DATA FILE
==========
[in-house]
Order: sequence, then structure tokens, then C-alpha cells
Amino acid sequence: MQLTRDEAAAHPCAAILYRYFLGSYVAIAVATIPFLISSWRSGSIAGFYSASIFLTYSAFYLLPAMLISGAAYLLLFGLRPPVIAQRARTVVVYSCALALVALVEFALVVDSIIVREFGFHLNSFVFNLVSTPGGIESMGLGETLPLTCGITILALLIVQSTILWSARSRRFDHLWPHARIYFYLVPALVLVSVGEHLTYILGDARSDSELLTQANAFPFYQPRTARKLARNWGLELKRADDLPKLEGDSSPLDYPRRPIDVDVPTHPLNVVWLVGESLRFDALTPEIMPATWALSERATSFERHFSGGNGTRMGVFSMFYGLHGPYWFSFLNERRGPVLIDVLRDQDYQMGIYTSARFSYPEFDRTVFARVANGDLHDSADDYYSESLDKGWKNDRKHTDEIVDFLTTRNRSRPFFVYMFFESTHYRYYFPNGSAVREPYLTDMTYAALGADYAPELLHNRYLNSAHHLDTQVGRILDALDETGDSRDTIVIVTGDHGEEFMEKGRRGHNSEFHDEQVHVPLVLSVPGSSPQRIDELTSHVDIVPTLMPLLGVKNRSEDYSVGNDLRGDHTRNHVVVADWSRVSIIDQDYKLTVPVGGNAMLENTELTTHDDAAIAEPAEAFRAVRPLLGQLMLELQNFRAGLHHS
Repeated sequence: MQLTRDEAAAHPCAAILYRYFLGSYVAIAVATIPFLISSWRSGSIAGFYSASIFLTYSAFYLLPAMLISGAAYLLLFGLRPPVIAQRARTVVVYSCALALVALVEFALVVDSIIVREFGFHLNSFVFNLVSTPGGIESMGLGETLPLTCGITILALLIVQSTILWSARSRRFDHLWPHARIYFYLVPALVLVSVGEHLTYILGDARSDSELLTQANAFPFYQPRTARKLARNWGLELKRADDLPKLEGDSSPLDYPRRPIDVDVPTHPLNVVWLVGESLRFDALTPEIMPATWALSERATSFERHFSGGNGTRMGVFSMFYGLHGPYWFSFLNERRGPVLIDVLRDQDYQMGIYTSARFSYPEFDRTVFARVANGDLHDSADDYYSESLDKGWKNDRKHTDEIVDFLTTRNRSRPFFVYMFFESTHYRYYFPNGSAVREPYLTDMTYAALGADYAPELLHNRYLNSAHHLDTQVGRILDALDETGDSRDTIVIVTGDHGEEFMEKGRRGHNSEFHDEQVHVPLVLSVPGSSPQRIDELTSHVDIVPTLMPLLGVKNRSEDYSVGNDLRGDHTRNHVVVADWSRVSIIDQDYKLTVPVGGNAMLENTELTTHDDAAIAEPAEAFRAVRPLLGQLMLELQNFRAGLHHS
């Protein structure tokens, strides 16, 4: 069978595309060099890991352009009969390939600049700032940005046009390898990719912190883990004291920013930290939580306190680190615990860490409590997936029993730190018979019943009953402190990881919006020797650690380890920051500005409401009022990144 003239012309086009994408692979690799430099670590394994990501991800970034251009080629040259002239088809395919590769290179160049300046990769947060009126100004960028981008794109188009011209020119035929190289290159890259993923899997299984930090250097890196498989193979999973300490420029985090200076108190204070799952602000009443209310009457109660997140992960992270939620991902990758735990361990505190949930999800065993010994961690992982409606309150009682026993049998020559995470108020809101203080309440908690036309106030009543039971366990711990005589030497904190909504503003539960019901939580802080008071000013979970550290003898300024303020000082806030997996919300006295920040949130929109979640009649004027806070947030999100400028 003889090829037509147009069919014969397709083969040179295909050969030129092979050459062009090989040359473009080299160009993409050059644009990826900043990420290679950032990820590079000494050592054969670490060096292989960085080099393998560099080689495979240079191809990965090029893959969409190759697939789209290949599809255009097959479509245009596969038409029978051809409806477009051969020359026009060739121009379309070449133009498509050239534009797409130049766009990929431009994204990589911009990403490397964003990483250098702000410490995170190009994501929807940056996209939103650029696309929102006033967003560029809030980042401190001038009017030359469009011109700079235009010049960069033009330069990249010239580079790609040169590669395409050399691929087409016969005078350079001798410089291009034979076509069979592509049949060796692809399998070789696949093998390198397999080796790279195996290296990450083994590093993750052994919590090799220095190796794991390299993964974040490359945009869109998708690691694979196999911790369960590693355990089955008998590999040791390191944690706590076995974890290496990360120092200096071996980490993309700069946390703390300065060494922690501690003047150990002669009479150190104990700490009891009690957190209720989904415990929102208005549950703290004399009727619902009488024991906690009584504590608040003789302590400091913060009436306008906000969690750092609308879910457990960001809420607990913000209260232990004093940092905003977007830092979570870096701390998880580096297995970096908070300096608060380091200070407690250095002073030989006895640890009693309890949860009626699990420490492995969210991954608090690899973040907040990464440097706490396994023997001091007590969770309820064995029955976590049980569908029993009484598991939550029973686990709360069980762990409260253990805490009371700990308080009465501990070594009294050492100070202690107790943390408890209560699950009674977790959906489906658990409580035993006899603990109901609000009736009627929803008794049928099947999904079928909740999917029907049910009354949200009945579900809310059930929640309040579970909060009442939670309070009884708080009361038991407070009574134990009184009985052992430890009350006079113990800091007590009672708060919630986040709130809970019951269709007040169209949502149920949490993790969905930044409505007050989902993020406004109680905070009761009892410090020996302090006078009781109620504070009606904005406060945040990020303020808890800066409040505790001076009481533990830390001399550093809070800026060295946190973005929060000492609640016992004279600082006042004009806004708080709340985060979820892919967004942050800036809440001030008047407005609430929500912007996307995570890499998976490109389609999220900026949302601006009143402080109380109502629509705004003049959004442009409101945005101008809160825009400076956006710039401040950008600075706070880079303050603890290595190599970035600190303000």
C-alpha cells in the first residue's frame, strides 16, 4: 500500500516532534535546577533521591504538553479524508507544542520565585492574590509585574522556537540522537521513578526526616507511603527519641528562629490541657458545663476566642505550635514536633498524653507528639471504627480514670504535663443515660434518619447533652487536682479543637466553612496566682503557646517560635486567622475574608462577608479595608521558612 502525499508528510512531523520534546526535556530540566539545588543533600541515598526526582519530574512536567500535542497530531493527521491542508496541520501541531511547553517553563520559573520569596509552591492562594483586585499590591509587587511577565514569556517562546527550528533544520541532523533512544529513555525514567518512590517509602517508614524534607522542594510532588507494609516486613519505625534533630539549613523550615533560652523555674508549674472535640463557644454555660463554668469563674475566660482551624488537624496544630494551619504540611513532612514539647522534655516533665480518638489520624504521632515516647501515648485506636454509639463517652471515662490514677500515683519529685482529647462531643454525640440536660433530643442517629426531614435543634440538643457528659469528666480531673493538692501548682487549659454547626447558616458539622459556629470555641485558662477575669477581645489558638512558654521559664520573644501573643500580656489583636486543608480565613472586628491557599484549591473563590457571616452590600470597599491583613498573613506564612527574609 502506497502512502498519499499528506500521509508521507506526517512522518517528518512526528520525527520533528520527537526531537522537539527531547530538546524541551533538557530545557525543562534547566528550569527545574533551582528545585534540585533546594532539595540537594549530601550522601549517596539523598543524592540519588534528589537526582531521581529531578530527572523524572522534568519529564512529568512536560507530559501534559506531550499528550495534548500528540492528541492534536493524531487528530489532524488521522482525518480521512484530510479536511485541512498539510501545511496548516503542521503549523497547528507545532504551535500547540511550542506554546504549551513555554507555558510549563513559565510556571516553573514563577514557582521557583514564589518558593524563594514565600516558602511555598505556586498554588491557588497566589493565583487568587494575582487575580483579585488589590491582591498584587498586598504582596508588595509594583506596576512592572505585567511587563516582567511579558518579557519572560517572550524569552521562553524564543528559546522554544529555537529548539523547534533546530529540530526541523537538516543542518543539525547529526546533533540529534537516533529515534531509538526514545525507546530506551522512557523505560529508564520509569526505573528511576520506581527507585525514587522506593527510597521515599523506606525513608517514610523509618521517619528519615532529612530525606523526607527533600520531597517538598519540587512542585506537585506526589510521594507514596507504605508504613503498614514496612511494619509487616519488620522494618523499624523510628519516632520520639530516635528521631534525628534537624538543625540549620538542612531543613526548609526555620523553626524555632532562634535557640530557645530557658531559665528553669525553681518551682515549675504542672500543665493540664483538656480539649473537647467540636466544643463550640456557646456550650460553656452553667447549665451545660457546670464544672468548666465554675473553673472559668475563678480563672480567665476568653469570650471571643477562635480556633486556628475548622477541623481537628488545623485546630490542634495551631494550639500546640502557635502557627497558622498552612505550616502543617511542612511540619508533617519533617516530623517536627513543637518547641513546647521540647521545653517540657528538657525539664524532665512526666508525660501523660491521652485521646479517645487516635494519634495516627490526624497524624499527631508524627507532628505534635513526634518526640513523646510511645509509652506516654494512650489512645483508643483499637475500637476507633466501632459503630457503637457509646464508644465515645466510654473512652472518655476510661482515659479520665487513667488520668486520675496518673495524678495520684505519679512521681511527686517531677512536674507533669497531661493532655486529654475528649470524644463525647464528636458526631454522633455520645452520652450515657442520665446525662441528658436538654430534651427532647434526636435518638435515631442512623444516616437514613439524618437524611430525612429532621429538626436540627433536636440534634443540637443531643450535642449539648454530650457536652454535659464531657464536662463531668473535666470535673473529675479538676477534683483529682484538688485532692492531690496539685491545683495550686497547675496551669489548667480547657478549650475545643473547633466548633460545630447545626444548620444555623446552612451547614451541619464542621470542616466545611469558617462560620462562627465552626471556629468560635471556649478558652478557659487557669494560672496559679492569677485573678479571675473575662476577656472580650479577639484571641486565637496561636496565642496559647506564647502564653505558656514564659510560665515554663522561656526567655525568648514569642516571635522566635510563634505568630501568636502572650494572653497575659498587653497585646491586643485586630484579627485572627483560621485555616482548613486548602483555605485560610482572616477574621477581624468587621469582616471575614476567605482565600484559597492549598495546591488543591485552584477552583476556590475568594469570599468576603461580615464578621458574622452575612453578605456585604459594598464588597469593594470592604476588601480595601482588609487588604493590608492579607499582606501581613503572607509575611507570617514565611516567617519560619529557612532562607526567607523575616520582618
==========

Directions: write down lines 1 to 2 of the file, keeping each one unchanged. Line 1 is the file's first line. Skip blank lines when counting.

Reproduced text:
[in-house]
Order: sequence, then structure tokens, then C-alpha cells